Chinese e-commerce giant Alibaba has made an investment of $215m in Tango, a Silicon Valley mobile messaging service, to secure a minority stake and a seat on the start-up's board. This is believed to be Alibaba’s largest investment in a US company.
Tango netted $215 million from Alibaba while the remainder of the funding came from some of its prior investors, which include Access Industries, Draper Fisher Jurvetson, Qualcomm Ventures, Toms Capital, Translink Capital, as well as Bill Tai, Shimon Weintraub, Jerry Yang, Alex Zubillaga and others.
Tango is yet to disclose the valuation of the company based on the latest investment.
By any standards, the investment amounts to a staggering sum for a mobile app developer. The deal comes less than a month after Facebook spent a stunning $19bn buying WhatsApp, a Tango rival.
Tango is available in 14 languages and has 200 million registered members and 70 million active users in more than 224 countries. It works as an app that can enable video and voice calls, along with text messaging. Its two largest markets are the US and the Middle East, which account for about a quarter of the total each. It also claims significant traction in Taiwan and Singapore.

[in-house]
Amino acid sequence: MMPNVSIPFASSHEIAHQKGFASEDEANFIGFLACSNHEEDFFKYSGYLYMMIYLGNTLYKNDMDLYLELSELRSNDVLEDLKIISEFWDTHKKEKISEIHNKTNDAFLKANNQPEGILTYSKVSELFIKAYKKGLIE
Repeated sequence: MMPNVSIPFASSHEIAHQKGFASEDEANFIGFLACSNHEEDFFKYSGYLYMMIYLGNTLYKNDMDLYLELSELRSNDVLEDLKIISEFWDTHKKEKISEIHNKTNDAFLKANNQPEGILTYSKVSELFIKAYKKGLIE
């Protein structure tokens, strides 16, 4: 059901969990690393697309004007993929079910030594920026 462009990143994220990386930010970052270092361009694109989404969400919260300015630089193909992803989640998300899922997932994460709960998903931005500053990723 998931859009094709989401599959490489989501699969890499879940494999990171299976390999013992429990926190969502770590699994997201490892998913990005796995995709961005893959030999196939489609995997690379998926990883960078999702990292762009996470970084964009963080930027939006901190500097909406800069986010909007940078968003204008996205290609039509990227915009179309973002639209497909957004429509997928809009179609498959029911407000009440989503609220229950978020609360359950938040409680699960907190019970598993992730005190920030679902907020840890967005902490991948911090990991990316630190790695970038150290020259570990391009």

As smartphone use is soaring, tech companies across the world are willing to go any lengths to gain a foothold in mobile communications. In China, Alibaba has been making more of its e-commerce services available on smartphones and tablets by developing apps, and even its own mobile OS. Since the last six months, Alibaba has been investing in U.S. Internet companies it believes are favourable. These include ShopRunner, an online retailer, and Quixey, a search engine for apps.
Joe Tsai, Alibaba’s executive vice chairman said in a statement that the e-commerce giant was amazed by Tango’s vision and the quality of its team. However reports state one of the reasons Alibaba invested in Tango was because of its engineering expertise in mobile messaging. Alibaba wants to learn from Tango, and perhaps the company could even use its technology, although no such plans have been made yet.
In China, Alibaba has its own messaging app called Laiwang that competes against WeChat, a massively popular messaging app from its local competitor Tencent. WeChat already has 355 million monthly active members, and Tencent is spending millions on promoting the app outside of China. Alibaba is also preparing for a highly anticipated initial public offering in New York as early as April 2014 that could value the company at $200 billion.